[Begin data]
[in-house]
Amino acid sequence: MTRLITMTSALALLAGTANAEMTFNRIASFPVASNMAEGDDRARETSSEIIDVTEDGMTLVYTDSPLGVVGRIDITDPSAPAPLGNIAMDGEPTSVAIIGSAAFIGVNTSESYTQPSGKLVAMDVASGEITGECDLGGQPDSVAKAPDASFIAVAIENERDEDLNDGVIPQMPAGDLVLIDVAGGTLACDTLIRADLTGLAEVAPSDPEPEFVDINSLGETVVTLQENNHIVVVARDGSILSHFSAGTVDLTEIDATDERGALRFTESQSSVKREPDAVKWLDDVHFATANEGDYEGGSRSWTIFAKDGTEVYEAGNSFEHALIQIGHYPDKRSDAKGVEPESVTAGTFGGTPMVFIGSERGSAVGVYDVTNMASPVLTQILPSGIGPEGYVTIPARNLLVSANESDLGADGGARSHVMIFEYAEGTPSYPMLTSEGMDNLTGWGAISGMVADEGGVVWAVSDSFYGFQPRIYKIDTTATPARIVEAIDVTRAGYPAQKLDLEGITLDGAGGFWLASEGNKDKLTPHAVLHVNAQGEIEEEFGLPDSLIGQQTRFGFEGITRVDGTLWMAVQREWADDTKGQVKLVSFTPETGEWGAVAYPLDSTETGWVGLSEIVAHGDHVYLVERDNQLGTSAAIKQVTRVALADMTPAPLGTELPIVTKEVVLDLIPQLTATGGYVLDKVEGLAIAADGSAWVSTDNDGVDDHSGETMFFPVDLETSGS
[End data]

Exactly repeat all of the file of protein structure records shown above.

[in-house]
Amino acid sequence: MTRLITMTSALALLAGTANAEMTFNRIASFPVASNMAEGDDRARETSSEIIDVTEDGMTLVYTDSPLGVVGRIDITDPSAPAPLGNIAMDGEPTSVAIIGSAAFIGVNTSESYTQPSGKLVAMDVASGEITGECDLGGQPDSVAKAPDASFIAVAIENERDEDLNDGVIPQMPAGDLVLIDVAGGTLACDTLIRADLTGLAEVAPSDPEPEFVDINSLGETVVTLQENNHIVVVARDGSILSHFSAGTVDLTEIDATDERGALRFTESQSSVKREPDAVKWLDDVHFATANEGDYEGGSRSWTIFAKDGTEVYEAGNSFEHALIQIGHYPDKRSDAKGVEPESVTAGTFGGTPMVFIGSERGSAVGVYDVTNMASPVLTQILPSGIGPEGYVTIPARNLLVSANESDLGADGGARSHVMIFEYAEGTPSYPMLTSEGMDNLTGWGAISGMVADEGGVVWAVSDSFYGFQPRIYKIDTTATPARIVEAIDVTRAGYPAQKLDLEGITLDGAGGFWLASEGNKDKLTPHAVLHVNAQGEIEEEFGLPDSLIGQQTRFGFEGITRVDGTLWMAVQREWADDTKGQVKLVSFTPETGEWGAVAYPLDSTETGWVGLSEIVAHGDHVYLVERDNQLGTSAAIKQVTRVALADMTPAPLGTELPIVTKEVVLDLIPQLTATGGYVLDKVEGLAIAADGSAWVSTDNDGVDDHSGETMFFPVDLETSGS